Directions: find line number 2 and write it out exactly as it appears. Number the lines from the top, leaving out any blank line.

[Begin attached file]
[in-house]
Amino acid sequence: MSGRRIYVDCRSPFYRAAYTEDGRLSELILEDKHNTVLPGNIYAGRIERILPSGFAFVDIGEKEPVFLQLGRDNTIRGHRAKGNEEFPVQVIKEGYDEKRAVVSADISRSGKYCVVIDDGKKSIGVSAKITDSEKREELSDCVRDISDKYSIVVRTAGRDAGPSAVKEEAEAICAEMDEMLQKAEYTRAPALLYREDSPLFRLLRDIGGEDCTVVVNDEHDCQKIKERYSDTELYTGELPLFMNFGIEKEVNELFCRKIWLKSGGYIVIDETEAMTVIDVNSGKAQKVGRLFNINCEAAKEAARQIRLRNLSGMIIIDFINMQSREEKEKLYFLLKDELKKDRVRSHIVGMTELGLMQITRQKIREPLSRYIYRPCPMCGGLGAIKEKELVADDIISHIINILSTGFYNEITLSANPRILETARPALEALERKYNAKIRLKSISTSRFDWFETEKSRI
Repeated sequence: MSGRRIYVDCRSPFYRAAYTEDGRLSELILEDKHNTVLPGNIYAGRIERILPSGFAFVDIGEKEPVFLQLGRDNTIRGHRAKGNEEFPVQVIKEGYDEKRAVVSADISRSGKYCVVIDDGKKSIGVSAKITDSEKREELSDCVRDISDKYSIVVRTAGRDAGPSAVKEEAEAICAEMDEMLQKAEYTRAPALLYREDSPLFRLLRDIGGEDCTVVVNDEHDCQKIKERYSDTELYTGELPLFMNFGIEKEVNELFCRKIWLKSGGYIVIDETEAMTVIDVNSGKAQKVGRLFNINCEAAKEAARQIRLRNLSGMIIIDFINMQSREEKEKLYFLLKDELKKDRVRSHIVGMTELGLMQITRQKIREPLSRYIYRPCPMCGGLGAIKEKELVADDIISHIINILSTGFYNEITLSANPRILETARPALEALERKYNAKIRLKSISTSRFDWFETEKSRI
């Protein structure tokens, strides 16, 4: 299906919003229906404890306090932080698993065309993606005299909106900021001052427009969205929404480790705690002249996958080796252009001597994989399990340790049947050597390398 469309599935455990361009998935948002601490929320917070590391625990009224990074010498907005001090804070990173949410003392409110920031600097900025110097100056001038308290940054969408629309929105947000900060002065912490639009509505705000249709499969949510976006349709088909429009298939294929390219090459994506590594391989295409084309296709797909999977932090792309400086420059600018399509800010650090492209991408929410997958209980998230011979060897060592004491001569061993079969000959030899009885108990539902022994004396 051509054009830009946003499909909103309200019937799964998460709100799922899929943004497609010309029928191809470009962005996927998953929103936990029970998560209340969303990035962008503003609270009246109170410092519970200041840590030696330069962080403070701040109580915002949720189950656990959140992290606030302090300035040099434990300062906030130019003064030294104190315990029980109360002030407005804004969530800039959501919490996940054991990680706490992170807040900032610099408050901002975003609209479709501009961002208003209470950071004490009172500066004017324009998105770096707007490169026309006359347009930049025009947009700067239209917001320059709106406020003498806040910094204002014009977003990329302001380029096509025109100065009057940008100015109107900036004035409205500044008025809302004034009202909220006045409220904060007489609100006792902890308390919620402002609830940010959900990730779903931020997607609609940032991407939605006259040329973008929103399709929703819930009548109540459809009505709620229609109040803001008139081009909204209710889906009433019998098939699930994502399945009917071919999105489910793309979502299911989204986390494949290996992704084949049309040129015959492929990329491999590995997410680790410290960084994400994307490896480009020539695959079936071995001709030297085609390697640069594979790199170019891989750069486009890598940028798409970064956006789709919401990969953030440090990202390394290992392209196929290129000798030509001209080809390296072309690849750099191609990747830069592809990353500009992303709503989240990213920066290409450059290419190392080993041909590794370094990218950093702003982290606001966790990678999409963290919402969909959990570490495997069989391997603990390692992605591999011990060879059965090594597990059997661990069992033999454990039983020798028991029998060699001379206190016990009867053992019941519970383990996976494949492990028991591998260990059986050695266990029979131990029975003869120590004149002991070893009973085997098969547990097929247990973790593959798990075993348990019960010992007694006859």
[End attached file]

Amino acid sequence: MSGRRIYVDCRSPFYRAAYTEDGRLSELILEDKHNTVLPGNIYAGRIERILPSGFAFVDIGEKEPVFLQLGRDNTIRGHRAKGNEEFPVQVIKEGYDEKRAVVSADISRSGKYCVVIDDGKKSIGVSAKITDSEKREELSDCVRDISDKYSIVVRTAGRDAGPSAVKEEAEAICAEMDEMLQKAEYTRAPALLYREDSPLFRLLRDIGGEDCTVVVNDEHDCQKIKERYSDTELYTGELPLFMNFGIEKEVNELFCRKIWLKSGGYIVIDETEAMTVIDVNSGKAQKVGRLFNINCEAAKEAARQIRLRNLSGMIIIDFINMQSREEKEKLYFLLKDELKKDRVRSHIVGMTELGLMQITRQKIREPLSRYIYRPCPMCGGLGAIKEKELVADDIISHIINILSTGFYNEITLSANPRILETARPALEALERKYNAKIRLKSISTSRFDWFETEKSRI